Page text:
“Gentlemen,” I said, shaking hands and introducing myself, “I’m Ronn McCarrick. It is a pleasure to meet you both.”
I found myself in a room with two men. The first was a man who went to church with a man I hadn’t talked to in eight years. He was mid-fifties, tall, and fit with a runners build. He looked comfortable in his polo and khakis. I wished immediately that I was wearing his outfit. The other man was from one of the Carolina’s, he was a big man with a sunburn highlighting his deep tan, he too was dressed in business casual with a button down shirt, no tie, and khakis. I was feeling a little over dressed.
I had talked to each of them a single time on the phone, and even then only briefly, prior to this meeting. I didn’t know them. They didn’t know me. We were, each of us, looking for something from the other. They wanted someone to fill an open position in their company, and I wanted a new job and a chance to start over someplace new. This meeting had been years in the making.
“We’ve heard a lot of good things about you,” the bigger man said, and motioned me to a chair opposite the two of them at the large conference table.
Once I had settled into my life, with a wife, a child, and a house payment added to my list of lifetime accomplishments, I had become respectable in the eyes of my family. No longer a miscreant youth, but still needing to be polished into full adulthood. I went to work for my uncle, who had a Heating and Cooling company. My mother worked for him, and for the longest time, she thought it would be a bad idea for us to work together. Or maybe she simply thought it was a bad idea for me to work for my uncle. My track record wasn’t great, and I imagine that she worried for the potential damage that might be caused if things didn’t work out. But I needed a trade. So I went and talked to my uncle. He gave me an opportunity and I stayed with him for nine years.
In those years, I learned a lot. I enjoyed the work, the sense of accomplishment at seeing what I had built, and that worn out feeling at the end of a hard day. I moved up the ladder as my skills improved. As I learned more and more of the trade, I became a useful and productive member of the team. I taught the younger guys the basics and helped them along. I taught them the tricks and tips I had picked up to make their jobs easier, I told them how to get along with the senior guys, and I made myself available to them in a friendly and open manner. When I worked with the more experienced guys, I made a point to learn what they were teaching, I asked questions and listened to the answers, and I deferred to their years of experience. I worked to build bridges and relationships wherever I could.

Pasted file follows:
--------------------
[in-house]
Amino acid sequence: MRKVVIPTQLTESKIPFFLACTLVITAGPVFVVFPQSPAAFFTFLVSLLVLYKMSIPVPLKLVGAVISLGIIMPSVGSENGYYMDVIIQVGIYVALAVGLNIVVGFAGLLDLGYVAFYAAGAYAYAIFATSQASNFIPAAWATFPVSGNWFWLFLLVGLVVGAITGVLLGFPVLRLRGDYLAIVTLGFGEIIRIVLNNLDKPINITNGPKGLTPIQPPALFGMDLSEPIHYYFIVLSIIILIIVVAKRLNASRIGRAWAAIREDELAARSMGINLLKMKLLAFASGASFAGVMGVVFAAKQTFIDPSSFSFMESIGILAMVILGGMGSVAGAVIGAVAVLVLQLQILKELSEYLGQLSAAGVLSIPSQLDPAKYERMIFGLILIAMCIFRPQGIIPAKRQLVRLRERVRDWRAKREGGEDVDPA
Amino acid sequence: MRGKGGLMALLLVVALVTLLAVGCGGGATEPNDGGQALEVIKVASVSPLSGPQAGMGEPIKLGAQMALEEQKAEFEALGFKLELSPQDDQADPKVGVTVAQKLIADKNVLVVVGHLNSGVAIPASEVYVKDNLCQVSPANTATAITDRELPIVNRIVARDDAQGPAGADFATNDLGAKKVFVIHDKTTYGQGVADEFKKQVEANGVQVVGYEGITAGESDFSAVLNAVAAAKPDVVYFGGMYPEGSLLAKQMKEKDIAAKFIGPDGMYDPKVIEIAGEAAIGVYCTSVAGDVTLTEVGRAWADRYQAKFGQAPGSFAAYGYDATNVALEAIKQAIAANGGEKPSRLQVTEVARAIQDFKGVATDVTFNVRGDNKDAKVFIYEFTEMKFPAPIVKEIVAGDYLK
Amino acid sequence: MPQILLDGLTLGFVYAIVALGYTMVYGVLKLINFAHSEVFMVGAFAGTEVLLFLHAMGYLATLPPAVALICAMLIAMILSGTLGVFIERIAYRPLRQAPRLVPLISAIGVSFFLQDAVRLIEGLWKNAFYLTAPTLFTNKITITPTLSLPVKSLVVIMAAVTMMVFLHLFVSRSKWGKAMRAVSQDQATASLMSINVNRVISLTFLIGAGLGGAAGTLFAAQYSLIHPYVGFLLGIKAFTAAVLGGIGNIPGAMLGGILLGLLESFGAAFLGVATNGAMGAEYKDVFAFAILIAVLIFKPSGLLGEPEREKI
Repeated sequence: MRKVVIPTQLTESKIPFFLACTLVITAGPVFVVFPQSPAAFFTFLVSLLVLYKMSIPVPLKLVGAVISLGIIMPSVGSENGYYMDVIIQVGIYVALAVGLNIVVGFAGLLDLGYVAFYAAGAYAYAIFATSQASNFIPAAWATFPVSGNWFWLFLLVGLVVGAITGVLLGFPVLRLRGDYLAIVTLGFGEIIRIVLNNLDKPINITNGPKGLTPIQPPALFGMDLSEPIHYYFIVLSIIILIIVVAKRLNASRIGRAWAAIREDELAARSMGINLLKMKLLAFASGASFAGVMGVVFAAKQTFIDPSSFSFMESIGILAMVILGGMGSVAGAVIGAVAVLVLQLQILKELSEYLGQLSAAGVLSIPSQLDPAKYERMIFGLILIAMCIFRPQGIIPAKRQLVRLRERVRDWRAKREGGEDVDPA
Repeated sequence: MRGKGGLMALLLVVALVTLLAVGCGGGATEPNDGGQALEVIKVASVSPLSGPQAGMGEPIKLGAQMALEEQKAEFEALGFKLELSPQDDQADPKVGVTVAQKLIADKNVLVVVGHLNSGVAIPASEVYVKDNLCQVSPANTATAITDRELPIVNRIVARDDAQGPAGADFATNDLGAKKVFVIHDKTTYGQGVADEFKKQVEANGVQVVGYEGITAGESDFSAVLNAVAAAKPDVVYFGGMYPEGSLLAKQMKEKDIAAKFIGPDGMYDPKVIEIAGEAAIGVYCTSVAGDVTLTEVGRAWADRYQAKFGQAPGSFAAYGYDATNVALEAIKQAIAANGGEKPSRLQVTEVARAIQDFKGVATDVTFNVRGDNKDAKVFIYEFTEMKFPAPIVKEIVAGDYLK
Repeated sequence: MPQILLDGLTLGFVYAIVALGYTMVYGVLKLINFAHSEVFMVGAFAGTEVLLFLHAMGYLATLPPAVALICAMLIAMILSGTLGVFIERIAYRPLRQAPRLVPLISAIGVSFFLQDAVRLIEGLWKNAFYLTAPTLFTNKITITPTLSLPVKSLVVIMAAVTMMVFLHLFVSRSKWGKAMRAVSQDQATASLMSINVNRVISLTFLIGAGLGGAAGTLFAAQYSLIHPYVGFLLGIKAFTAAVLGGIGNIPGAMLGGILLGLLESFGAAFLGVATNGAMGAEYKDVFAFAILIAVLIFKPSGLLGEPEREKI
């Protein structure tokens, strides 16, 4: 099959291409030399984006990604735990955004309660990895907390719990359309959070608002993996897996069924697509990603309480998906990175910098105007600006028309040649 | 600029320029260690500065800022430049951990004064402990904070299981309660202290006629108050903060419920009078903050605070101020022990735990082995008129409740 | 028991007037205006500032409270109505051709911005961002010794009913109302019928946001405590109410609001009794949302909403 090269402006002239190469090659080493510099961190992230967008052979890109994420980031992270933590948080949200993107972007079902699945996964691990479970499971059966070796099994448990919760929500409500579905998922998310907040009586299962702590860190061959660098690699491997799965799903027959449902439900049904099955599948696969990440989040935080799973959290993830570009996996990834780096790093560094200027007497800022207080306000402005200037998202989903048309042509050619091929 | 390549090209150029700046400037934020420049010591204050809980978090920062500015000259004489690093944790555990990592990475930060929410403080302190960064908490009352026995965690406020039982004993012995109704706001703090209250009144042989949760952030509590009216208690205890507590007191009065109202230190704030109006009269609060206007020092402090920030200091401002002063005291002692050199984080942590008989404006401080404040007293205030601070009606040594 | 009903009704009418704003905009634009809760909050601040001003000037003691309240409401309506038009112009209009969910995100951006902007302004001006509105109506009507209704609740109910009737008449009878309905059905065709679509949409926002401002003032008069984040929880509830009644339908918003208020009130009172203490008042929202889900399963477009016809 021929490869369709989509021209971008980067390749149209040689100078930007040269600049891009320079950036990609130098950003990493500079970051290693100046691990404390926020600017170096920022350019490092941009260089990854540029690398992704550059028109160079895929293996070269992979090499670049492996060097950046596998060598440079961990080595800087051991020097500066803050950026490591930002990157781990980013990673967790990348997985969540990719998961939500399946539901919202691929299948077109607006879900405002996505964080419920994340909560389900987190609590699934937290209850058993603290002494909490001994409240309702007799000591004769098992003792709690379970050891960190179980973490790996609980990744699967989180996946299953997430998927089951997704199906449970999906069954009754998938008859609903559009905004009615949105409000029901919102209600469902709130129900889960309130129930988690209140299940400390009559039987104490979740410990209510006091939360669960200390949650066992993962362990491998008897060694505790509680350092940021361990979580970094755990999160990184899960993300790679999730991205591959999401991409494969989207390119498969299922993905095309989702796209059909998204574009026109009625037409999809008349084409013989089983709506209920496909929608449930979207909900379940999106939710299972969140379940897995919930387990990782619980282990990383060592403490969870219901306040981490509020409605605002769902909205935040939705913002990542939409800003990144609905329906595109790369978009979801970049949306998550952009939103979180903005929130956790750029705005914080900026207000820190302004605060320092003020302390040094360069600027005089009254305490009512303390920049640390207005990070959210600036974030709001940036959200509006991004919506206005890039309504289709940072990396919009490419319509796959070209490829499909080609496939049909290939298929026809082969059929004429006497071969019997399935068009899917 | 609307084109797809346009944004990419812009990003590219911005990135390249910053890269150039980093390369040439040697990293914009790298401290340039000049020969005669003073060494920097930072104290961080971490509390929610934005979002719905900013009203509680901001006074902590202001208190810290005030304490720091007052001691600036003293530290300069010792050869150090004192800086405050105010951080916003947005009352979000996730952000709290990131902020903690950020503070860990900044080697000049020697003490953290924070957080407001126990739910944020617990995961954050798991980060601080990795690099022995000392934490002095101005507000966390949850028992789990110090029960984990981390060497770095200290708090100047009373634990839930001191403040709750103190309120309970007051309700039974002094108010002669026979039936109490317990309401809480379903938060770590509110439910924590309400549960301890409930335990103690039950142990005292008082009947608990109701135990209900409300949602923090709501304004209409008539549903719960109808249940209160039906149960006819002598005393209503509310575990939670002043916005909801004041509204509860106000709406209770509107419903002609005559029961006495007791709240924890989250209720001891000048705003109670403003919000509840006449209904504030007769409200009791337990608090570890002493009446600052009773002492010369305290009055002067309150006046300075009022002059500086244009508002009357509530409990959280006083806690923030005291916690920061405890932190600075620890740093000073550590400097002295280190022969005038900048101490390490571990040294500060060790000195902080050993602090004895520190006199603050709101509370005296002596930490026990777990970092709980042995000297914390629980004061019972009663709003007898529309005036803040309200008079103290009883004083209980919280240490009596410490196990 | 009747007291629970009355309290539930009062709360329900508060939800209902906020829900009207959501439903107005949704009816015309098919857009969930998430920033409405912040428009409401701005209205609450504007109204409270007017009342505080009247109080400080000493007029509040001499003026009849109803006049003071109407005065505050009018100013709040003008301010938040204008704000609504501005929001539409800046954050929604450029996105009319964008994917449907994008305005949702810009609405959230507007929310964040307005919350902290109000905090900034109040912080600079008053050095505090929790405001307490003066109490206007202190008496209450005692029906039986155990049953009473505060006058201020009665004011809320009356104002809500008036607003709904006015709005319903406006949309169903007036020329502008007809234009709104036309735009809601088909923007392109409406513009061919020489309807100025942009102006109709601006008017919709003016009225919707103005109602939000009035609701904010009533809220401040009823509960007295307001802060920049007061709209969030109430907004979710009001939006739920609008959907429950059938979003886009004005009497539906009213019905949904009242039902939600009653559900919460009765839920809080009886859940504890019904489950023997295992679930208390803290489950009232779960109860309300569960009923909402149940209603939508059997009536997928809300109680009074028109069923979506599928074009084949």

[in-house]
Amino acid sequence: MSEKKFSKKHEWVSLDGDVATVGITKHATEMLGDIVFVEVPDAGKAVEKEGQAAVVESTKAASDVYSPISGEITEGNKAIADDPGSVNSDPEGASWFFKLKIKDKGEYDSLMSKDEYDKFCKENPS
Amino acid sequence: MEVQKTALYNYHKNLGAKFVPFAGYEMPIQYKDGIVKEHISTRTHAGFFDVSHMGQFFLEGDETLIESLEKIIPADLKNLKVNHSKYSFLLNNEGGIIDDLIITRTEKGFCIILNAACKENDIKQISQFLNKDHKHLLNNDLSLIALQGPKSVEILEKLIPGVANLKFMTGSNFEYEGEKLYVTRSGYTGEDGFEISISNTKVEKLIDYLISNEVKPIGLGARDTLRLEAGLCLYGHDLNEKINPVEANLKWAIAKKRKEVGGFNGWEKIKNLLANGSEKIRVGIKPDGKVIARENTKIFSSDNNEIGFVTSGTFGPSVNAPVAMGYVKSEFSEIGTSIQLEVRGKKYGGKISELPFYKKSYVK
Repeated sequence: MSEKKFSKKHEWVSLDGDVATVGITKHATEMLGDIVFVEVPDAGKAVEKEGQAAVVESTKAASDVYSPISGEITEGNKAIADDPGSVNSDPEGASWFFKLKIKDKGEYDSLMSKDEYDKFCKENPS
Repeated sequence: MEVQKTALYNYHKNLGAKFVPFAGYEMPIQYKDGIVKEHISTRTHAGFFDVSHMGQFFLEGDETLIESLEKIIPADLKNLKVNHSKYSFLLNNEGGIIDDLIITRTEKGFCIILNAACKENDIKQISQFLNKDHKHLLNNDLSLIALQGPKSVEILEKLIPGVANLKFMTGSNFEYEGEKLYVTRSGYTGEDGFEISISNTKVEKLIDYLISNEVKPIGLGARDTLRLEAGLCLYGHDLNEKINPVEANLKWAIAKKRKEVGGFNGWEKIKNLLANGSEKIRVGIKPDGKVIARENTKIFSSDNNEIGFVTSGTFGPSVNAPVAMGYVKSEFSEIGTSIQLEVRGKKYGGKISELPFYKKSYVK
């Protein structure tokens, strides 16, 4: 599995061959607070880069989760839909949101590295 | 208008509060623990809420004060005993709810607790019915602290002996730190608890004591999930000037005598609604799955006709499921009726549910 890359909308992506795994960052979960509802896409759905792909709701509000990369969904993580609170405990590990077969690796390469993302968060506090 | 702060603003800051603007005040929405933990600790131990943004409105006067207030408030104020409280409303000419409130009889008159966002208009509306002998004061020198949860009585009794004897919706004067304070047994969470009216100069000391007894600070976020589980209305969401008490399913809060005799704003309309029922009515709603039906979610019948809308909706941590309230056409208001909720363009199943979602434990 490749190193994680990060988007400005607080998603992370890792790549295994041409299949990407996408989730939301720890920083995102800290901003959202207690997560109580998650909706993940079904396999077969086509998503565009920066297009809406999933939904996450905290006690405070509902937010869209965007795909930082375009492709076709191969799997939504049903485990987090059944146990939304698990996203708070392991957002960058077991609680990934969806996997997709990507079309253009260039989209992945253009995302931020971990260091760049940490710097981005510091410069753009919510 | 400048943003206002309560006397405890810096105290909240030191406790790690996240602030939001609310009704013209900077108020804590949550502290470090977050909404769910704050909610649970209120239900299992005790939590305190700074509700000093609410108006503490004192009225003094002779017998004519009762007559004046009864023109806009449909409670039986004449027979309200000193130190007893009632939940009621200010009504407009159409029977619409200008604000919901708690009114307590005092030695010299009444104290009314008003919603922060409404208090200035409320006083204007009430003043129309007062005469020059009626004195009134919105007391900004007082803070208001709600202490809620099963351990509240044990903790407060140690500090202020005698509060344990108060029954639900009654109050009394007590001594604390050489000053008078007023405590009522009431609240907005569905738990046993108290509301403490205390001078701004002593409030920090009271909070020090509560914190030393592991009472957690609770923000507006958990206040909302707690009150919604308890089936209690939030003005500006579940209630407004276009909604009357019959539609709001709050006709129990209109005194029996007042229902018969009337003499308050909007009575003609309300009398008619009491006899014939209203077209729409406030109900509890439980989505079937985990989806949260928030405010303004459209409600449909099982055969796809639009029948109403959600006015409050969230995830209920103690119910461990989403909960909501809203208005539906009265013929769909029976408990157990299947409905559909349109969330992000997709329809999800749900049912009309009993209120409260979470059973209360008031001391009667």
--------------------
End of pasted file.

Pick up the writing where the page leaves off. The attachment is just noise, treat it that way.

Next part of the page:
I don’t know if they liked me, or if they merely assumed that I would succeed my uncle in the business, but either way I was given the training and the opportunity to carve a spot for myself in the company. I was being groomed for something, but what I was being groomed for really depended on who I worked with. I didn’t see the signs then, but looking back they are as obvious as the rungs on a ladder.
It was a good trade and I enjoyed it, but those years were hard on my body. It was hard work and I felt it in my back, my knees, my hands, and especially in my feet.
My doctor said to me during one of my more and more frequent visits, “I can keep fixing you up. We can manage the pain a couple different ways. But you’re not getting any younger and the work isn’t going to change. You might want to look at your options.”
Talking to him made me realize the real truth of things. My twenties were behind me and despite evidence to the contrary, I was still approaching the work like I was indestructible. I knew I needed to move on or move up. So getting out of the tough physical work of furnace replacements seemed like the thing to do when a couple of friends called with a new opportunity.
My friends had worked themselves up into management positions at an Internet Service Provider, and they called to say they were hiring and thought my troubleshooting skills would more than compensate for my modest computer skills. The work sounded interesting, the pay was great, and I would get to work with my friends. It was an offer I couldn’t refuse. But I knew how good I had been treated by my uncle and his people, so I did the right thing. I didn’t want to burn any bridges or leave anyone thinking that I didn’t appreciate all that had been done for me. I made sure the guys I had been training knew how to get a hold of me if they had questions and I thanked the senior guys for everything I’d learned. I gave plenty of notice and continued to give it my all right up until I moved on to start a career in network support.